Market closes on a high

Market at highest level since November


Grains
SHIFT: Malcolm Bartholomaeus says a lot of the upside is being driven by a weak US dollar, which is down 3.5 per cent since the start of the year.

SHIFT: Malcolm Bartholomaeus says a lot of the upside is being driven by a weak US dollar, which is down 3.5 per cent since the start of the year.

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Chicago Board of Trade wheat futures have finally gained some life.

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Chicago Board of Trade wheat futures finally gained some life and rallied relatively strongly for the week ending last Friday.

The market gained 18.25 US¢/bu for the week, to close at its highest level since November 22. A lot of the upside is being driven by a weak US dollar, which fell 1.8 per cent against a basket of currencies last week and is now down 3.5 per cent since the beginning of the year.

That means the Australian dollar is stronger, limiting gains in the Australian dollar value of US futures. In fact, the Australian dollar value of March CBOT futures sat at just A$199.83 per tonne on Monday morning. That’s up from a recent low of $192.12 on January 17. March futures have averaged A$199.72 per tonne since December 12. When CBOT futures are below A$200 per tonne, we have a very weak market.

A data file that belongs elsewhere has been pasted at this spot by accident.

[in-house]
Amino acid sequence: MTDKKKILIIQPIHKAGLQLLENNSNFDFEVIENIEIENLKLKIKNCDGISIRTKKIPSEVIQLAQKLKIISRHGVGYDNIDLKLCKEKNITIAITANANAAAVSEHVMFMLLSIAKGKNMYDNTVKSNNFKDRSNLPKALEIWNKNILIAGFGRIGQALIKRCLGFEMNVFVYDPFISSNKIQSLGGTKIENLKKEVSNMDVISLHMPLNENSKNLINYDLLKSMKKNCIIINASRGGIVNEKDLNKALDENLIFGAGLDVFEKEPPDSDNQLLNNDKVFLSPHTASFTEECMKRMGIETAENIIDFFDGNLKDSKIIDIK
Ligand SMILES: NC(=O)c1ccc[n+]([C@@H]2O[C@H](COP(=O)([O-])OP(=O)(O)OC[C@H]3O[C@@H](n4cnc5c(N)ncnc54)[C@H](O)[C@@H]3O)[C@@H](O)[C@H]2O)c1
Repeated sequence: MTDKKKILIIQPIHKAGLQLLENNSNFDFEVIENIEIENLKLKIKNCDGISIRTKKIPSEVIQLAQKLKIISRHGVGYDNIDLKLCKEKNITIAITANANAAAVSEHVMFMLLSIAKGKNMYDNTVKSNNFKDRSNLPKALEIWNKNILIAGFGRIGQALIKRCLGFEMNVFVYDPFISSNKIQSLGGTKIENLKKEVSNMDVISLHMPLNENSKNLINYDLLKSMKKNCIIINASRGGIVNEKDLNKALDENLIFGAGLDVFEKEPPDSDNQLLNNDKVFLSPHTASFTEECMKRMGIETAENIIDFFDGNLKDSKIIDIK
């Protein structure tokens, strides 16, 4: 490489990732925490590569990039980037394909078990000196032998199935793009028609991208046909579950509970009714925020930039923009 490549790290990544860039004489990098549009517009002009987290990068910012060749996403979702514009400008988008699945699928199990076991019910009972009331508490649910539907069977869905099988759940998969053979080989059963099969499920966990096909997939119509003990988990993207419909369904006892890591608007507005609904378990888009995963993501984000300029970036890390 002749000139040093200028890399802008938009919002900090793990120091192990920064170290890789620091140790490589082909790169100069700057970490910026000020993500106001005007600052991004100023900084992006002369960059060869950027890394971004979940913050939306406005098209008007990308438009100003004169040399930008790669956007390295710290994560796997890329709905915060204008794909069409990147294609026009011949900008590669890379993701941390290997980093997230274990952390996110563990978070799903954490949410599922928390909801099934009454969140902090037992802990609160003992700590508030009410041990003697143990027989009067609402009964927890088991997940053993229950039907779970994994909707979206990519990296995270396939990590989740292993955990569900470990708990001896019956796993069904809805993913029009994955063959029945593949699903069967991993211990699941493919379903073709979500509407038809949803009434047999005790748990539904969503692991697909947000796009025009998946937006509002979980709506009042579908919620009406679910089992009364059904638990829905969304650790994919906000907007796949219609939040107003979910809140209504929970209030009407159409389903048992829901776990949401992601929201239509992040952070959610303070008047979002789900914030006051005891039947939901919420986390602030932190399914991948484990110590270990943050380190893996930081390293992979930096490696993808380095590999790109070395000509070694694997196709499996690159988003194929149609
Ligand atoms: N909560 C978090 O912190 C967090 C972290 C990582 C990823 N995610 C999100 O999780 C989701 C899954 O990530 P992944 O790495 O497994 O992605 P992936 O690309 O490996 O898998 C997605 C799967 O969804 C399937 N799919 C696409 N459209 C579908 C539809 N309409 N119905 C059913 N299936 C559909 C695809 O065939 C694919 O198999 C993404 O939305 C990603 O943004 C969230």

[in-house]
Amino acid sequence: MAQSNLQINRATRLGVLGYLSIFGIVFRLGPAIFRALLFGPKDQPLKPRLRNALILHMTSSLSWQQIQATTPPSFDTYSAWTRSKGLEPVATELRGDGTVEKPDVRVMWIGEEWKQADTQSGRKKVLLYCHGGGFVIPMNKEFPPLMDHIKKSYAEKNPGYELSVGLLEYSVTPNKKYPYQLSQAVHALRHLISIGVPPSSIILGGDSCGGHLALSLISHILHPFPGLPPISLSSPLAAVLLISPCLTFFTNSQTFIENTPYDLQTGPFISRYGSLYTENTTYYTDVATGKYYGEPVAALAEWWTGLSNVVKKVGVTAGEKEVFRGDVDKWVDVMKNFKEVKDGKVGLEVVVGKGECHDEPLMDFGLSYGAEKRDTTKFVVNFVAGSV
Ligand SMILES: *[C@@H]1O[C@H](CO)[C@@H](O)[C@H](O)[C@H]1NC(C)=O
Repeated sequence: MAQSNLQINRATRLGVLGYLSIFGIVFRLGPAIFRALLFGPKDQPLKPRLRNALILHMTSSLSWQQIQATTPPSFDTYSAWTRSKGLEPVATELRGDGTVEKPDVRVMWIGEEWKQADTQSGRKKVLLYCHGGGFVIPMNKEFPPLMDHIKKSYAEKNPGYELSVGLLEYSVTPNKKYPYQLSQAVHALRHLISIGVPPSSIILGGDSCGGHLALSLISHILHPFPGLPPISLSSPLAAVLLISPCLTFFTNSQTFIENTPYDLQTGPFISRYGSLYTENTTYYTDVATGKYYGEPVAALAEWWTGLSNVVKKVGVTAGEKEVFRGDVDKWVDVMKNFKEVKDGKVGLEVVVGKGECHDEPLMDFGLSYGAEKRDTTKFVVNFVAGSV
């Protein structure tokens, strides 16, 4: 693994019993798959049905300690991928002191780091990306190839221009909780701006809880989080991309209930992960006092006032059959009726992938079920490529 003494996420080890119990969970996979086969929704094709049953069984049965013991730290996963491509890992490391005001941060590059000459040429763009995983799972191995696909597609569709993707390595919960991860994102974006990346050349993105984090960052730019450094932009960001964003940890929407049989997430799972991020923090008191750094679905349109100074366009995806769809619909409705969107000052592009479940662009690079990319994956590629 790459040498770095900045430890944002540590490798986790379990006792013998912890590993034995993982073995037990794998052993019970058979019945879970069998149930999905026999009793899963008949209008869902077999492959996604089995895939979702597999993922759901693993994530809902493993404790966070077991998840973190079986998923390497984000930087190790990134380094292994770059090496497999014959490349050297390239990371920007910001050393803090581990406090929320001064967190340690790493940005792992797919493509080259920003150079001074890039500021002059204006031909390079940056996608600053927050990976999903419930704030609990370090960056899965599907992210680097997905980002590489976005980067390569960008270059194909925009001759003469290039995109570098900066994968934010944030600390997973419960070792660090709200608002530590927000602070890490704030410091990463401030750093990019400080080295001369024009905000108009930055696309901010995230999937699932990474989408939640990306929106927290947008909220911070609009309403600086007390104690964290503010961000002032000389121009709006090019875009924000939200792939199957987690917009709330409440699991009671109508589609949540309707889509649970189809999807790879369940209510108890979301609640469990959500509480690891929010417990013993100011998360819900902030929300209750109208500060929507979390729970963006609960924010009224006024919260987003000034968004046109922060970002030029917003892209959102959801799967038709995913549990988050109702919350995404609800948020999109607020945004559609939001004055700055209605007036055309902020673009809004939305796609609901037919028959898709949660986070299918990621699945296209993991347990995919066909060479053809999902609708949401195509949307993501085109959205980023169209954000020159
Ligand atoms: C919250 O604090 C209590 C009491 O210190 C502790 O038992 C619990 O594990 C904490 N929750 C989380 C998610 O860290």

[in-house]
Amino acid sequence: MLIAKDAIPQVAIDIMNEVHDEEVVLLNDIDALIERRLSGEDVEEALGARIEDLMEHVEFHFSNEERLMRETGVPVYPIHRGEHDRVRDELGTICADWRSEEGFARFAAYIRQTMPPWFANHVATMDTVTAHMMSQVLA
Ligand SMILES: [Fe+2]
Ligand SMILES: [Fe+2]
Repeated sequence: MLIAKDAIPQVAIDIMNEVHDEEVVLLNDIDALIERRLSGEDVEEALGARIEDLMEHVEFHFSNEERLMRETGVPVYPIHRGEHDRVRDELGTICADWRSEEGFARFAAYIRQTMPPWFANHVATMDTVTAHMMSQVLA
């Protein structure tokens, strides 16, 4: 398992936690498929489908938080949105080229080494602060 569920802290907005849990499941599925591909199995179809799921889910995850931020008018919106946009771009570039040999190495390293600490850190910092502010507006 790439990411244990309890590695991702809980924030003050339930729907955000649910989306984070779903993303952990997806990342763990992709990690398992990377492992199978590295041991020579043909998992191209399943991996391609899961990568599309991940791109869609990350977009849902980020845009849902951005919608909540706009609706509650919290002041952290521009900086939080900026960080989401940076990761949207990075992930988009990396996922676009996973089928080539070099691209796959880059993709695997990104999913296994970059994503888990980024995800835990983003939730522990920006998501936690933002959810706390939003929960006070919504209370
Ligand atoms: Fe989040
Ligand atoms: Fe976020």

While the drop in the US dollar is a major catalyst for the rally in wheat futures, low price levels have also worked to make US wheat more competitive in export markets. We have finally seen that come through in the latest US export sales figures, which lifted week on week and met trade expectations. We also have dry conditions in parts of the US winter and spring wheat areas.

Last year there was a major drought in US spring wheat areas; there are still parts of that region in severe drought. We also have drought extending over significant parts of the main winter wheat production regions in the US, with the extent more significant than this time last year.

Of course, it is very early in the season to be calling a drought for the US. That outcome will only become apparent once we are well into the growing season in late March and April. Even then, a good finish in May and early June can turn their crop around.

There is also the problem of the larger than expected acreage of wheat in the US, which precipitated the decline in wheat futures on January 12. To bite into US stocks, we need either a poor season or a strong lift in US exports.

Meanwhile, cash prices in Australia are yet to react to the rally in wheat futures. Having a short trading week last week did not help, and so we started this week with little guidance as to whether the lift in CBOT futures will filter into the Australian market at all. Working against us is the surge in the Australian dollar. Since January 12, the Australian dollar has lifted from 78.91 US¢, to 81.09 US¢. Currency has removed A$5.42 per tonne from the A$ value of CBOT futures over that time. Over the same period cash prices are close to unchanged, with a small rise in basis. This indicates that it will continue to be hard for our cash market to fight against the strong A$ without further gains in the A$ value of US futures.

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